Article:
Business in a digital context: Zero Based Re-imagining.

According to Bain&Co average revenue growth at the top 30 global consumer goods companies fell to just 0.4% annually 2013 to 2018 from 4.5% in the preceding six years. BCG has estimated that $26 billion of sales had transferred from large companies to small companies up to 2018 as the agile new start-ups adopt more successful strategies and win share.

Enter zero-based budgeting (the process has many parents and names but they are all similar).

ZBB is not new but worth investigating for those who get irritated when their business is described as “legacy”. ZBB is a way to completely re-imagine the business in a positive and creative spirit  - a way of imagining a bright future with a clean slate.

Essentially we start by creatively imagining the company the stakeholders want it to be. With a more robust positioning, a compelling proposition, competing in the right markets at the right prices and a thorough view of the customer. Internally organised to deliver efficiently and to use resources optimally.

Then the ZBB process enables the firm to gradually add constraints back in so that the process can be delivered in reality.

In order to innovate and modernise the process leap-frogs to an imagined future - what McKinsey call a “Sunny Day scenario” -  by discarding all constraints and then works back to a minimum viable process by bringing back in constraints where absolutely necessary, which have anyway been themselves re-imagined, analysed and improved.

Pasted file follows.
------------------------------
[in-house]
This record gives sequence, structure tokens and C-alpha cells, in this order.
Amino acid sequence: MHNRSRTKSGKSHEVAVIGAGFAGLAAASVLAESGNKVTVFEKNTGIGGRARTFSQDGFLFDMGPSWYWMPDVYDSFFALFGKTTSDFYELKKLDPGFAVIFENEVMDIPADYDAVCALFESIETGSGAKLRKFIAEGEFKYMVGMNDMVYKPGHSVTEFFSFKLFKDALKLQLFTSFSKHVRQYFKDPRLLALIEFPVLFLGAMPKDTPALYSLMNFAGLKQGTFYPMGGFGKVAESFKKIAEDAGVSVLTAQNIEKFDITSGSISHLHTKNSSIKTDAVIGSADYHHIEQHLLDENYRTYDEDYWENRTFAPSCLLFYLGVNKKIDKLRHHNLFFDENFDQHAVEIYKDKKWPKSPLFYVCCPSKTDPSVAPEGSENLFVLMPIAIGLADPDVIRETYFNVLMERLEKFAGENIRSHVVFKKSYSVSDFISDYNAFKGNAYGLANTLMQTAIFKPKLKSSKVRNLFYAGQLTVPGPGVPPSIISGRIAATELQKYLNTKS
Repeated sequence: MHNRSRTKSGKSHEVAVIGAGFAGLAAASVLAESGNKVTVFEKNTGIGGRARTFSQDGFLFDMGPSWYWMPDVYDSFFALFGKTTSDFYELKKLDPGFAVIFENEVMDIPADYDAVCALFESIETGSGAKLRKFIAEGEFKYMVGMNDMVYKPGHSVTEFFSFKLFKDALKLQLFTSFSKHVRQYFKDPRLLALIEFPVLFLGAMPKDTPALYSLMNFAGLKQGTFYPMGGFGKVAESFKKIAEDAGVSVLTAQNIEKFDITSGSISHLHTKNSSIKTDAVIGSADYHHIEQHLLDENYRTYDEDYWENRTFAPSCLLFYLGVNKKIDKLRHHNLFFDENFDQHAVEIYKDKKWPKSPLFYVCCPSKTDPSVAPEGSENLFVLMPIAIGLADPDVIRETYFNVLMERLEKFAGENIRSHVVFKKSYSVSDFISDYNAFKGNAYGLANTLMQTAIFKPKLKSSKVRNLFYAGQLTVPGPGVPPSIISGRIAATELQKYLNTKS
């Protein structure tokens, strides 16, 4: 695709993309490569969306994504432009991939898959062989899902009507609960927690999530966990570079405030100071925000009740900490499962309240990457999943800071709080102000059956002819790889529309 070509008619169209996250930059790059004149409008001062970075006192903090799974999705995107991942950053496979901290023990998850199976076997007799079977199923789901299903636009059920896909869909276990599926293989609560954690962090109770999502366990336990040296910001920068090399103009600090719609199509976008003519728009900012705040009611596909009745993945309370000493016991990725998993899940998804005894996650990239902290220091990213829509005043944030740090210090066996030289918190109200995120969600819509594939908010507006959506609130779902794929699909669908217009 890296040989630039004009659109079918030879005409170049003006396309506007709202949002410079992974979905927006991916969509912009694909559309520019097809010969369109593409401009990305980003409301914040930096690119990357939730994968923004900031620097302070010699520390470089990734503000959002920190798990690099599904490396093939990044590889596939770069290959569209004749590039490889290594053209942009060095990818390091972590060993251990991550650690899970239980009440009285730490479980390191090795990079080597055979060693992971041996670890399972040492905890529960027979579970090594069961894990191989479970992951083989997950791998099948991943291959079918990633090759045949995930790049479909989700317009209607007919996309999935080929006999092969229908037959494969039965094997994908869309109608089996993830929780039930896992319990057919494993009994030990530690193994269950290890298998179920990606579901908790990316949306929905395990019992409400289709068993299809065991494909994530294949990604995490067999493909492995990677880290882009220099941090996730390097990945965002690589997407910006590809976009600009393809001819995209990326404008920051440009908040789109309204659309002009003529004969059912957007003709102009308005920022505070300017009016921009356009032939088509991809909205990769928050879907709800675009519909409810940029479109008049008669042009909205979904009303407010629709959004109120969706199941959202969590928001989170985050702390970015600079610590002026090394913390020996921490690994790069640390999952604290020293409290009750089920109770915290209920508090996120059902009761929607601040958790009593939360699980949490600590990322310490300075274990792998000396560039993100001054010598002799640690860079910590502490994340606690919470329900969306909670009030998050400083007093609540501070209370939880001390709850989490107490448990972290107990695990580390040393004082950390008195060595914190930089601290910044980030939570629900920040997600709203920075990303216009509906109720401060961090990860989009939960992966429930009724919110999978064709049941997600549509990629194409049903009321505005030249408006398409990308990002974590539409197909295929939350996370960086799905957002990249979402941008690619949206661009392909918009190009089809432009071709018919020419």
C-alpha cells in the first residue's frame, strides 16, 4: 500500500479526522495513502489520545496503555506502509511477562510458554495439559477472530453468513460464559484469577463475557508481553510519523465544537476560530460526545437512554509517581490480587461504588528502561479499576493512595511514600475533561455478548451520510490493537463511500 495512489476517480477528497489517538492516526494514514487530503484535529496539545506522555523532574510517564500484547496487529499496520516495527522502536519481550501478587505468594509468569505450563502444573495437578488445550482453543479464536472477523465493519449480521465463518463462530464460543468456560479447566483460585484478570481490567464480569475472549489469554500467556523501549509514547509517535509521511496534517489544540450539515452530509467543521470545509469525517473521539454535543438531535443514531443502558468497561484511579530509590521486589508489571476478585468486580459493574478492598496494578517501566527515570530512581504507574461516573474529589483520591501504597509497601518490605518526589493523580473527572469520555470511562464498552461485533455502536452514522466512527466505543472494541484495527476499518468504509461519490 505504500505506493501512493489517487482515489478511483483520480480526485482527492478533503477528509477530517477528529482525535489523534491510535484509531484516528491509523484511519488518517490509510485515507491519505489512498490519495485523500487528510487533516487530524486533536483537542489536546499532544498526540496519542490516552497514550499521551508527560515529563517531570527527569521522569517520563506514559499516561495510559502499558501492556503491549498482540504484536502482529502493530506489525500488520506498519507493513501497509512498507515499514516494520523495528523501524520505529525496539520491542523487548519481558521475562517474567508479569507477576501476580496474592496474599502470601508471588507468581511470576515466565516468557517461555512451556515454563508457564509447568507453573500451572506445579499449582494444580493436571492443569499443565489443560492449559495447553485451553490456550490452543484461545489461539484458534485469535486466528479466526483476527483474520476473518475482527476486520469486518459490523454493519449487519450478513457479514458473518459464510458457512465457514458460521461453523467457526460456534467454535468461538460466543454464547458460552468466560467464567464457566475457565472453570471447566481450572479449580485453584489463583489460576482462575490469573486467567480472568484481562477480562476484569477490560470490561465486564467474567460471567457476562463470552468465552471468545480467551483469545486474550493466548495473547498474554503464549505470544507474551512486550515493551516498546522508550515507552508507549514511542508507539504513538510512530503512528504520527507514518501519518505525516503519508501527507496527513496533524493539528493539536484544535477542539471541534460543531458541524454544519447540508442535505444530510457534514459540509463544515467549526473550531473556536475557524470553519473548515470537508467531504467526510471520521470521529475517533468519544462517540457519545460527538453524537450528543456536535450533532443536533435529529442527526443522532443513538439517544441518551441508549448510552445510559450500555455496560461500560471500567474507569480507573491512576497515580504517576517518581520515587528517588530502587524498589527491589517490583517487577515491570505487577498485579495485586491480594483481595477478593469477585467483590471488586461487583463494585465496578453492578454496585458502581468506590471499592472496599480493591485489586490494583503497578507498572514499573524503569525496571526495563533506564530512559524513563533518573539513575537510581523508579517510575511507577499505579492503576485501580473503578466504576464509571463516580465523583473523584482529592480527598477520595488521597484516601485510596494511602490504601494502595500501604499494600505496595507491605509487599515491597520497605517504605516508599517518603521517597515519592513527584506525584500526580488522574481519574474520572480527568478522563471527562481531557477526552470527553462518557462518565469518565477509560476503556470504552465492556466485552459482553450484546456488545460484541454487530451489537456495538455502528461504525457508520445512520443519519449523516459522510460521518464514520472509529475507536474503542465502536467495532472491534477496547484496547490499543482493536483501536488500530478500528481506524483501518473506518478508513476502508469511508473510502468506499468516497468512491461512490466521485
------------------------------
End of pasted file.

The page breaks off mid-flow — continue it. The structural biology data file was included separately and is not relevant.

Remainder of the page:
Critics might argue that zero-based budgeting is only like good management - where for example unnecessary processes are identified and weeded out and waste eliminated. In other ways it represents the best of modern and open management where for example instead of asking existing operators for their opinions on improvement (as valuable as they can be) the views of others in and beyond the firm are sought in open collaboration.

Clearly the process is driven by data and digital-first thinking and by establishing a coherent set of strategic priorities and then works to understand the linkages to current process and capability. We know a lot of companies who have sensibly used lockdown to look at resource allocations - especially with staff - determining the right levels and role definitions. 

Adding back the necessary constraints only at the end of the process enables more space for unrestrained creative thinking for longer and leads to better outcomes.

It’s a mirror of the design process itself where items are removed in order of their least importance; in this instance they are only added through necessity.

To compete with more agile competition this kind of process for re-imagining a business is vital and probably, once embedded, a continuous process.

As our north star, Dieter Rams - the God of industrial design, would say - “less and better”

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